* Wade seeking third term as president
* Opposition say bid breaks election rules
* At least four have been killed in demonstrations
By Diadie Ba
DAKAR, Feb 7 (Reuters) - Senegal President Abdoulaye Wade said on Tuesday he expects to win a new term as leader of the West African state in the first-round of upcoming elections, dismissing opposition demands he renounce his candidacy.
The octogenarian leader has come under pressure at home and abroad to step down amid complaints from his rivals that his effort to take a third term is unconstitutional. At least four people have been killed in protests in the normally tranquil nation since last month.
“I am very satisfied to see that I am still very popular,” Wade told reporters after a driving tour of the capital Dakar that drew thousands into the streets. “I have never had any doubt about my re-election in the first round.”
Wade’s rivals say his bid for a third term in the Feb. 26 polls breaches rules setting a two-term limit. The president argues that his first term should not be counted as the limit was added to the constitution in 2001, a year after he had begun his time in power.
Wade will face more than a dozen rivals in the election, including former allies Macky Sall and Idrissa Seck. A run-off will be held if no candidate wins more than half the total vote.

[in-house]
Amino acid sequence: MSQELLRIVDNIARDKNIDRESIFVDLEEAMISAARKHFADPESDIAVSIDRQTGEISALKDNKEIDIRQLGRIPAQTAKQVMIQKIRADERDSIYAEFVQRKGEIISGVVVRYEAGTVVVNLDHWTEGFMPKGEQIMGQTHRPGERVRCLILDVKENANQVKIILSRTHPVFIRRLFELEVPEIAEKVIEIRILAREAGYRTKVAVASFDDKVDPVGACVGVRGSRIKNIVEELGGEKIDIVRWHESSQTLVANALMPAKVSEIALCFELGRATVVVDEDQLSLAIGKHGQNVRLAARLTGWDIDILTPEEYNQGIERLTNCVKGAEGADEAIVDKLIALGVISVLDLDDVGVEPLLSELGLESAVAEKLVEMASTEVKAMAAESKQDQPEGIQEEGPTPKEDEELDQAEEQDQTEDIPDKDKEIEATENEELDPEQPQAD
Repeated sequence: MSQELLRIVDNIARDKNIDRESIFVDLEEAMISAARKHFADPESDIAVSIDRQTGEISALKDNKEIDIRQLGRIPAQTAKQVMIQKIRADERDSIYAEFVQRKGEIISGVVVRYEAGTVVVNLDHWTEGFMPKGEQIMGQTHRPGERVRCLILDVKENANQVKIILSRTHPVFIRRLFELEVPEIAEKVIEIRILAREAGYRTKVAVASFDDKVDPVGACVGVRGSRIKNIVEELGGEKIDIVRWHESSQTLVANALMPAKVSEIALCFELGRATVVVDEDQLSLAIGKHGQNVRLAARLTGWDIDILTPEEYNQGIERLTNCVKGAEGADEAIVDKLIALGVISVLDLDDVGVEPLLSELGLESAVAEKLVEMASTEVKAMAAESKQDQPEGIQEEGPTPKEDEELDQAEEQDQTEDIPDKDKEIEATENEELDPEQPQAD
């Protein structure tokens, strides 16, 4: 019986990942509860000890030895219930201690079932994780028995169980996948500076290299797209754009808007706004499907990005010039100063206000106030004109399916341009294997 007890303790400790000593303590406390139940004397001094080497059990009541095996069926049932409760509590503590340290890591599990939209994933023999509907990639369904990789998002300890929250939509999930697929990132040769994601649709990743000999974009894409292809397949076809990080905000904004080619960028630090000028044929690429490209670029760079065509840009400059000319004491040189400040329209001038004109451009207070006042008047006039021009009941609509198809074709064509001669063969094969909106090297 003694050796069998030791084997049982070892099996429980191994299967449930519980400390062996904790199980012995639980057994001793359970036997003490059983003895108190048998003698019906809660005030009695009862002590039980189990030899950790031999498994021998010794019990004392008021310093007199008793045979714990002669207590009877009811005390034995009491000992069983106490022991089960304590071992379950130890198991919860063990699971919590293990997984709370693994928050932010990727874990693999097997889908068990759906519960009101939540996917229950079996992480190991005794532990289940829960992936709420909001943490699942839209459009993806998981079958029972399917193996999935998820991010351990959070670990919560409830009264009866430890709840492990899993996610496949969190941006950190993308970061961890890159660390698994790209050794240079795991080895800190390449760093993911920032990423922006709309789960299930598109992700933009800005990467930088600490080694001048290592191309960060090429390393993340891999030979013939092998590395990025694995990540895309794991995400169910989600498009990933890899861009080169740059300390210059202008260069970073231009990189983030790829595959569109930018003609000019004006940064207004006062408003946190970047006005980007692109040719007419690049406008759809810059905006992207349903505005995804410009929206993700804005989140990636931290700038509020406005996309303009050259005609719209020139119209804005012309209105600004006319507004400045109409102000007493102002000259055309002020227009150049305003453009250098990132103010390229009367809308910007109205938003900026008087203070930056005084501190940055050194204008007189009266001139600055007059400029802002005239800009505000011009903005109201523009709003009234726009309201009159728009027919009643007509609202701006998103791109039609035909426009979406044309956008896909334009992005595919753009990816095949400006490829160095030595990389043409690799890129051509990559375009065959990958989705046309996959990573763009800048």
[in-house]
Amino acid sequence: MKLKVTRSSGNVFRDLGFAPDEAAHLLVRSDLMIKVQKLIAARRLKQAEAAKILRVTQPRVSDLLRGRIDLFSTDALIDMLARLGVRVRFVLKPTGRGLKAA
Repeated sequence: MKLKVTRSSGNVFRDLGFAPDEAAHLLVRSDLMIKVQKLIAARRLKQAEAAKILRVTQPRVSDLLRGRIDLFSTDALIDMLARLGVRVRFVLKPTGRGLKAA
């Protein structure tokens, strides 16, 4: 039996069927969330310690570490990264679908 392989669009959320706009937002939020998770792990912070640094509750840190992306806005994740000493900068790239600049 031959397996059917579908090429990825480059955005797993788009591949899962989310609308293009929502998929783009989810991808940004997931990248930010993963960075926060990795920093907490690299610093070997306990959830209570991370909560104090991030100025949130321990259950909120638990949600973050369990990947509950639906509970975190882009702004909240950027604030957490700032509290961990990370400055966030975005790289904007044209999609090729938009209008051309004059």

“You have seen that there was not even a pocket of hostility,” Wade told reporters who had joined him on the tour. A Reuters witness said thousands of people cheered Wade, who stopped occasionally to shake hands.
An opposition demonstration earlier in the day also drew thousands of people, who marched from a main university to the Medina district near the centre of town before they were stopped by police. The crowd was dispersed peacefully.
Wade’s candidacy in the polls was approved last month by the country’s top legal body. The decision sparked riots and drew criticism from foreign donors, especially the United States, which said the bid posed a risk to Senegal’s stability.
Senegal’s Foreign Ministry said it summoned U.S. Ambassador Lewis Lukens to attend a meeting on Tuesday to discuss the U.S. comments. An official at the U.S. embassy confirmed the meeting, but did not give details of the discussion and said it was “part of normal diplomacy”.
Wade’s rivals, who include music star Youssou N’Dour, have so far struggled to forge a unified front against him. Wade, who led street protests before coming to power in 2000, has mocked the opposition for failing to mobilise a serious challenge and dismissed foreign criticism. (Writing and additional reporting by Richard Valdmanis; Editing by Andrew Heavens)